For ‘Girls You Rule’, the second single from the album, Pragya employs a funky acoustic style and praises the strength and beauty of women in another fantastic video. She says that the process of creating the piece felt automatic and easy because the message was unequivocal and imperative. As a non-binary woman, she believes it is vital to talk about the “worth of women”, write songs with the “motive of celebrating womanhood” and to declare that “women are powerful”.

Pragya is optimistic about the current generation, saying so-called millennials are “really go-getters” and have a “doing things differently attitude”. She thinks that having grown up withinternet has given herself and others a “completely different power, different thoughts and different ideas”. She says we all want to do more, know more and say more, and adds that this generation is “open to change and experimenting”.

Being queer in India

For Pragya, being queer in India in 2019 means being “free, progressive, proud and unconventional”. She has lived through a time where being herself meant she was “considered a criminal”.

She stresses that, for her, being queer is having the freedom to express herself and her love for others in whatever manner she decides. She says: “No labels are needed if we don’t want to have one. No gender needs to be mentioned if you don't believe in any specific gender. That's the beauty of being queer in India 2019.”

Many LGBT+ teenagers try to find queer adults to look up to. These more-than-role-models can be lifelines. However, for Pragya, there were no such figures in the Indian media or everyday life growing up. Her first introduction to queerness was via the internet. However, now she knows an older woman whom she considers a queer elder - “I call her mama.”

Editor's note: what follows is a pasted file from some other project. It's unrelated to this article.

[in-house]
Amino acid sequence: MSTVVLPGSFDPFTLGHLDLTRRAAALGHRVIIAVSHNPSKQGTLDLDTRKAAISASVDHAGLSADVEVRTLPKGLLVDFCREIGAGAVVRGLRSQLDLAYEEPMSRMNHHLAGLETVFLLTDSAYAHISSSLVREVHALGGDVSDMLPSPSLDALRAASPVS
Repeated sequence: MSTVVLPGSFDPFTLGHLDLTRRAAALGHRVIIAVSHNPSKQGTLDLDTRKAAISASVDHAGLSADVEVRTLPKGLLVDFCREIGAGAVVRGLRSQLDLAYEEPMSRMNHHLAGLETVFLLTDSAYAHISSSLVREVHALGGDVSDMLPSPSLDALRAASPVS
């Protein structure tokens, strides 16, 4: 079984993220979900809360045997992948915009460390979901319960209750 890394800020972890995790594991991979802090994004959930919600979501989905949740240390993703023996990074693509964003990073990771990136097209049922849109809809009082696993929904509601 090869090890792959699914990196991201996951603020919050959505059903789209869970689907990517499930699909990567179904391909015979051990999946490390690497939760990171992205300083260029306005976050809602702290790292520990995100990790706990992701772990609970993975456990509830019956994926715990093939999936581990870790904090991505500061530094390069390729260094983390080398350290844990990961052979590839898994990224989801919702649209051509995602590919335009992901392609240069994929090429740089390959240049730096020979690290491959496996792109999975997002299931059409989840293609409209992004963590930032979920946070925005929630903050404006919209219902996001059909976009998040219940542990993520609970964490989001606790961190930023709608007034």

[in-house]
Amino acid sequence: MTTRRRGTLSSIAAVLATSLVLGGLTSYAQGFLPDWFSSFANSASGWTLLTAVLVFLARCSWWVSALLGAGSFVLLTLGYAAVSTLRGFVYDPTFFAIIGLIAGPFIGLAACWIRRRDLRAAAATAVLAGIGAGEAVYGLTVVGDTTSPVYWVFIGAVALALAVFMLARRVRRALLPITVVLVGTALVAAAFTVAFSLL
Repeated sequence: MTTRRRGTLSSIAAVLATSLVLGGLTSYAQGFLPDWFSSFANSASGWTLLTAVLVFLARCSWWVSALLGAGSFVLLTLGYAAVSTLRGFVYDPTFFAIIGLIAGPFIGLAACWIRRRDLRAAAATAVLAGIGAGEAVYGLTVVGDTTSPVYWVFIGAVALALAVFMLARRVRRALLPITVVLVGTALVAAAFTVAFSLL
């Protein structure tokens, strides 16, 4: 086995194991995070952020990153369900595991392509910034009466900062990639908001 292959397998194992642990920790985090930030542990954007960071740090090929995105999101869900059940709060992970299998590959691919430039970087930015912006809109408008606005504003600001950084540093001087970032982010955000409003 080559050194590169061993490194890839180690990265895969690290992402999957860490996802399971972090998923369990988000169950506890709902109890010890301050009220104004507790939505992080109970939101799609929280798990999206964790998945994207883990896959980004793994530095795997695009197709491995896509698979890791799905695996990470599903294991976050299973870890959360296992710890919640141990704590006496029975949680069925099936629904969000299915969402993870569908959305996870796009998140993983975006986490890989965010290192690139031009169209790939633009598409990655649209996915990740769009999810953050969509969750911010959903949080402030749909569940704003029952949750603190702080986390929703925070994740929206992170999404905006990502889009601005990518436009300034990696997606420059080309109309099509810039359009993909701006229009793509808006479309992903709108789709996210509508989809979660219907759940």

Queer is Pragya’s preferred term for anyone identifying as LGBT+. For her, it simply means “fluidity, un-labelling and freedom to be who you are.”

In Mumbai, she says there is “definitely a little vibrant LGBT+ scene” but adds that it is not very inclusive. She believes that when it becomes “united and supportive of each other” there will be less disparity among people in the LGBT+ community.

Looking to the future

Repealing of section 377 is “just the beginning” for Pragya, and there is still a “very long way to go”. Although homosexuality is now legal in India, people in the country are still far from accepting, and instead many persist in “living life with old thoughts and dogmas”. She says that the British empire definitely inspired “transphobia and homophobia” but patriarchy, casteism and other power differences also have influenced hostile attitudes towards LGBT+ people. Pragya cautions that “this new victory” should not be taken for granted.

Pragya has stated in the past that she wishes to “be an inspiration”. As a closing remark, she has a message for her LGBT+ fans in India and across the word: “Have courage. Nothing in this world is easy. It is very important to hold on to your dreams and try until you achieve it. Even if you feel different from the people around you, do not stop! You are unique! Just be yourself, do what you like, and spread love and happiness around!”

Queerism by Pragya Pallavi is out on 17th May, which is also International Day Against Homophobia, Transphobia and Biphobia.